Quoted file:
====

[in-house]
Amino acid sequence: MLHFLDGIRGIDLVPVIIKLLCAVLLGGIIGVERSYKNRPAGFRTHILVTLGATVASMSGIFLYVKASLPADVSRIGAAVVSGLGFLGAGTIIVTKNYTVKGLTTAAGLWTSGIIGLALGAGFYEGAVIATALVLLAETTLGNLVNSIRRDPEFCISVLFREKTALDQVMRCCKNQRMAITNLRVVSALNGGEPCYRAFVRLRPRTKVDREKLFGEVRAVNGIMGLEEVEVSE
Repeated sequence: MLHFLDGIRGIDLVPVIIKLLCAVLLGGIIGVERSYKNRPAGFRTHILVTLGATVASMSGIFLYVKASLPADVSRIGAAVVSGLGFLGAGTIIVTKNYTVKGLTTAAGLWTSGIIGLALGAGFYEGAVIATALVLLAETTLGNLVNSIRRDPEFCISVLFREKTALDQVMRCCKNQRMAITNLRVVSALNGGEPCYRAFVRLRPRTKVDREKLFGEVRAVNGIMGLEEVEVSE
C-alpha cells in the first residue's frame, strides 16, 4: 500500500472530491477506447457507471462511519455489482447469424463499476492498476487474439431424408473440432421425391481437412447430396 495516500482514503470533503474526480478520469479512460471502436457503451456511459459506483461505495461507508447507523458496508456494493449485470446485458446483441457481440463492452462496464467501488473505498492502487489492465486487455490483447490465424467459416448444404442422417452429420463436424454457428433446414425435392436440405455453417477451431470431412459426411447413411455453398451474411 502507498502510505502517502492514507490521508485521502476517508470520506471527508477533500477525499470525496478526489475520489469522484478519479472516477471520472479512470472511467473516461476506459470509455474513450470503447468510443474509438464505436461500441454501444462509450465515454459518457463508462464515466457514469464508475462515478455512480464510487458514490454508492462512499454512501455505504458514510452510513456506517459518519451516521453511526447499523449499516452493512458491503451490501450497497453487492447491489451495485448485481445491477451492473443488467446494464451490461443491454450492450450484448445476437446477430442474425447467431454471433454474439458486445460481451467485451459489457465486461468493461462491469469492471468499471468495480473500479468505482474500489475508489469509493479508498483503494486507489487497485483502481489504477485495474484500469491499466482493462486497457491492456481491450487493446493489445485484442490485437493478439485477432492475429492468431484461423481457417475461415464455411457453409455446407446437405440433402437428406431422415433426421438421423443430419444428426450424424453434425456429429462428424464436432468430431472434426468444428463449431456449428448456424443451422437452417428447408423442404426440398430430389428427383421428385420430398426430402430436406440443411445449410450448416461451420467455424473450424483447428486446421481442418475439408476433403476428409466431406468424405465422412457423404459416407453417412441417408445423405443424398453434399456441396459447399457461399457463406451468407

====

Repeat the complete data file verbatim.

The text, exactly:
[in-house]
Amino acid sequence: MLHFLDGIRGIDLVPVIIKLLCAVLLGGIIGVERSYKNRPAGFRTHILVTLGATVASMSGIFLYVKASLPADVSRIGAAVVSGLGFLGAGTIIVTKNYTVKGLTTAAGLWTSGIIGLALGAGFYEGAVIATALVLLAETTLGNLVNSIRRDPEFCISVLFREKTALDQVMRCCKNQRMAITNLRVVSALNGGEPCYRAFVRLRPRTKVDREKLFGEVRAVNGIMGLEEVEVSE
Repeated sequence: MLHFLDGIRGIDLVPVIIKLLCAVLLGGIIGVERSYKNRPAGFRTHILVTLGATVASMSGIFLYVKASLPADVSRIGAAVVSGLGFLGAGTIIVTKNYTVKGLTTAAGLWTSGIIGLALGAGFYEGAVIATALVLLAETTLGNLVNSIRRDPEFCISVLFREKTALDQVMRCCKNQRMAITNLRVVSALNGGEPCYRAFVRLRPRTKVDREKLFGEVRAVNGIMGLEEVEVSE
C-alpha cells in the first residue's frame, strides 16, 4: 500500500472530491477506447457507471462511519455489482447469424463499476492498476487474439431424408473440432421425391481437412447430396 495516500482514503470533503474526480478520469479512460471502436457503451456511459459506483461505495461507508447507523458496508456494493449485470446485458446483441457481440463492452462496464467501488473505498492502487489492465486487455490483447490465424467459416448444404442422417452429420463436424454457428433446414425435392436440405455453417477451431470431412459426411447413411455453398451474411 502507498502510505502517502492514507490521508485521502476517508470520506471527508477533500477525499470525496478526489475520489469522484478519479472516477471520472479512470472511467473516461476506459470509455474513450470503447468510443474509438464505436461500441454501444462509450465515454459518457463508462464515466457514469464508475462515478455512480464510487458514490454508492462512499454512501455505504458514510452510513456506517459518519451516521453511526447499523449499516452493512458491503451490501450497497453487492447491489451495485448485481445491477451492473443488467446494464451490461443491454450492450450484448445476437446477430442474425447467431454471433454474439458486445460481451467485451459489457465486461468493461462491469469492471468499471468495480473500479468505482474500489475508489469509493479508498483503494486507489487497485483502481489504477485495474484500469491499466482493462486497457491492456481491450487493446493489445485484442490485437493478439485477432492475429492468431484461423481457417475461415464455411457453409455446407446437405440433402437428406431422415433426421438421423443430419444428426450424424453434425456429429462428424464436432468430431472434426468444428463449431456449428448456424443451422437452417428447408423442404426440398430430389428427383421428385420430398426430402430436406440443411445449410450448416461451420467455424473450424483447428486446421481442418475439408476433403476428409466431406468424405465422412457423404459416407453417412441417408445423405443424398453434399456441396459447399457461399457463406451468407